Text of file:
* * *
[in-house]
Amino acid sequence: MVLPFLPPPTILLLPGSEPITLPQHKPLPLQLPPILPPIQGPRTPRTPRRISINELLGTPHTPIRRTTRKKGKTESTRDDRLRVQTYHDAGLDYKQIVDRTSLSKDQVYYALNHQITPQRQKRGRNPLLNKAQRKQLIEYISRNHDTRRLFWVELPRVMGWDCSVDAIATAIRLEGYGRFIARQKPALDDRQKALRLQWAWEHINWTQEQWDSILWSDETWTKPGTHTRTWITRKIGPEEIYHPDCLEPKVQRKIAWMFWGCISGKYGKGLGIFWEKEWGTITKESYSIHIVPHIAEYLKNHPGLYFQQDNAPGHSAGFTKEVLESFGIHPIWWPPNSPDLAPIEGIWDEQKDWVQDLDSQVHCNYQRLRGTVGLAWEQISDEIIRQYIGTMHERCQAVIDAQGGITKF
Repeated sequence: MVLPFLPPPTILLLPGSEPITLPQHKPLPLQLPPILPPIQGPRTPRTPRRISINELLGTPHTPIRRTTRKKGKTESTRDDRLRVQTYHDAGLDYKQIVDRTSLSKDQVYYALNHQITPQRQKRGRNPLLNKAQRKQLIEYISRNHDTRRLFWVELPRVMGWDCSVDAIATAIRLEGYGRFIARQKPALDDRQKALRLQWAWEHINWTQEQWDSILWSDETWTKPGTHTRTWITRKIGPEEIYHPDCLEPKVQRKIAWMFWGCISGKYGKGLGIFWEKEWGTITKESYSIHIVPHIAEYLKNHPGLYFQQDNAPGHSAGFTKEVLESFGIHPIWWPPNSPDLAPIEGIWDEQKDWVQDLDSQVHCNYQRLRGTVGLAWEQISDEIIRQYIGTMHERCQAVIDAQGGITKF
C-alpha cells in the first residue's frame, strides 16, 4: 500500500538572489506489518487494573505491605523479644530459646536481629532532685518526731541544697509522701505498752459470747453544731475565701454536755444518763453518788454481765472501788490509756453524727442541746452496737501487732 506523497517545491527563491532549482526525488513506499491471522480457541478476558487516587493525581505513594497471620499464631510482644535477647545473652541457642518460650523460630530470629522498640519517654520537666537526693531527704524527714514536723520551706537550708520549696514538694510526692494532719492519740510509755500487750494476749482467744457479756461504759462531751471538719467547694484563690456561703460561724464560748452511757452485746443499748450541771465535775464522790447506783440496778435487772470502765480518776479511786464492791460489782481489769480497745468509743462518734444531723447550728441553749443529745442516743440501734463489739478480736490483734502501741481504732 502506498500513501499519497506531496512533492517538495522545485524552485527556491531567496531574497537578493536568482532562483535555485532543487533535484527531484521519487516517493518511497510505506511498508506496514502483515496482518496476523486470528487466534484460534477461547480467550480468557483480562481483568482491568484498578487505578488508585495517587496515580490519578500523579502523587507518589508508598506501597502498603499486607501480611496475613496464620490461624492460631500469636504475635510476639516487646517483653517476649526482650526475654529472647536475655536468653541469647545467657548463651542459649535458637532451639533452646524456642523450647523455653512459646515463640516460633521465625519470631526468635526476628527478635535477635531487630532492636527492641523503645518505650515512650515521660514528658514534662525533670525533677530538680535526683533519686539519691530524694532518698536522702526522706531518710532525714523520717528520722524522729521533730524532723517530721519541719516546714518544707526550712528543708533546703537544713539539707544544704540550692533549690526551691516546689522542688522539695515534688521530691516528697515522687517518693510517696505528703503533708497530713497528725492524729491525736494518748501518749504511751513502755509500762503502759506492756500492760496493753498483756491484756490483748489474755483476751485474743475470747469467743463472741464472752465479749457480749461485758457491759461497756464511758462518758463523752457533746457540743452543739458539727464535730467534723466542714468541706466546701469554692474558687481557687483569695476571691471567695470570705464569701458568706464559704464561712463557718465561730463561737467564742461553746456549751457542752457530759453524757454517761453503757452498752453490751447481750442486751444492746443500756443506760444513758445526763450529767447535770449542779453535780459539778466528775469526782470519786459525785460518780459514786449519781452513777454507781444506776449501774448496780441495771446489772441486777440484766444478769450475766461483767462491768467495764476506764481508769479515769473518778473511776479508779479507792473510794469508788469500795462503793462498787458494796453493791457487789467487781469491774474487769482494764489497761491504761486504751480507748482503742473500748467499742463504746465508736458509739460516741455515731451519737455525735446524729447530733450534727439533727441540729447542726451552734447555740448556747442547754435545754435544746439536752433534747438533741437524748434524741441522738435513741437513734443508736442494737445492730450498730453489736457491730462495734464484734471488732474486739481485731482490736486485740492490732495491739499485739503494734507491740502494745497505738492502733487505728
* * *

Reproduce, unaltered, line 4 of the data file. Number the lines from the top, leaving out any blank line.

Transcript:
C-alpha cells in the first residue's frame, strides 16, 4: 500500500538572489506489518487494573505491605523479644530459646536481629532532685518526731541544697509522701505498752459470747453544731475565701454536755444518763453518788454481765472501788490509756453524727442541746452496737501487732 506523497517545491527563491532549482526525488513506499491471522480457541478476558487516587493525581505513594497471620499464631510482644535477647545473652541457642518460650523460630530470629522498640519517654520537666537526693531527704524527714514536723520551706537550708520549696514538694510526692494532719492519740510509755500487750494476749482467744457479756461504759462531751471538719467547694484563690456561703460561724464560748452511757452485746443499748450541771465535775464522790447506783440496778435487772470502765480518776479511786464492791460489782481489769480497745468509743462518734444531723447550728441553749443529745442516743440501734463489739478480736490483734502501741481504732 502506498500513501499519497506531496512533492517538495522545485524552485527556491531567496531574497537578493536568482532562483535555485532543487533535484527531484521519487516517493518511497510505506511498508506496514502483515496482518496476523486470528487466534484460534477461547480467550480468557483480562481483568482491568484498578487505578488508585495517587496515580490519578500523579502523587507518589508508598506501597502498603499486607501480611496475613496464620490461624492460631500469636504475635510476639516487646517483653517476649526482650526475654529472647536475655536468653541469647545467657548463651542459649535458637532451639533452646524456642523450647523455653512459646515463640516460633521465625519470631526468635526476628527478635535477635531487630532492636527492641523503645518505650515512650515521660514528658514534662525533670525533677530538680535526683533519686539519691530524694532518698536522702526522706531518710532525714523520717528520722524522729521533730524532723517530721519541719516546714518544707526550712528543708533546703537544713539539707544544704540550692533549690526551691516546689522542688522539695515534688521530691516528697515522687517518693510517696505528703503533708497530713497528725492524729491525736494518748501518749504511751513502755509500762503502759506492756500492760496493753498483756491484756490483748489474755483476751485474743475470747469467743463472741464472752465479749457480749461485758457491759461497756464511758462518758463523752457533746457540743452543739458539727464535730467534723466542714468541706466546701469554692474558687481557687483569695476571691471567695470570705464569701458568706464559704464561712463557718465561730463561737467564742461553746456549751457542752457530759453524757454517761453503757452498752453490751447481750442486751444492746443500756443506760444513758445526763450529767447535770449542779453535780459539778466528775469526782470519786459525785460518780459514786449519781452513777454507781444506776449501774448496780441495771446489772441486777440484766444478769450475766461483767462491768467495764476506764481508769479515769473518778473511776479508779479507792473510794469508788469500795462503793462498787458494796453493791457487789467487781469491774474487769482494764489497761491504761486504751480507748482503742473500748467499742463504746465508736458509739460516741455515731451519737455525735446524729447530733450534727439533727441540729447542726451552734447555740448556747442547754435545754435544746439536752433534747438533741437524748434524741441522738435513741437513734443508736442494737445492730450498730453489736457491730462495734464484734471488732474486739481485731482490736486485740492490732495491739499485739503494734507491740502494745497505738492502733487505728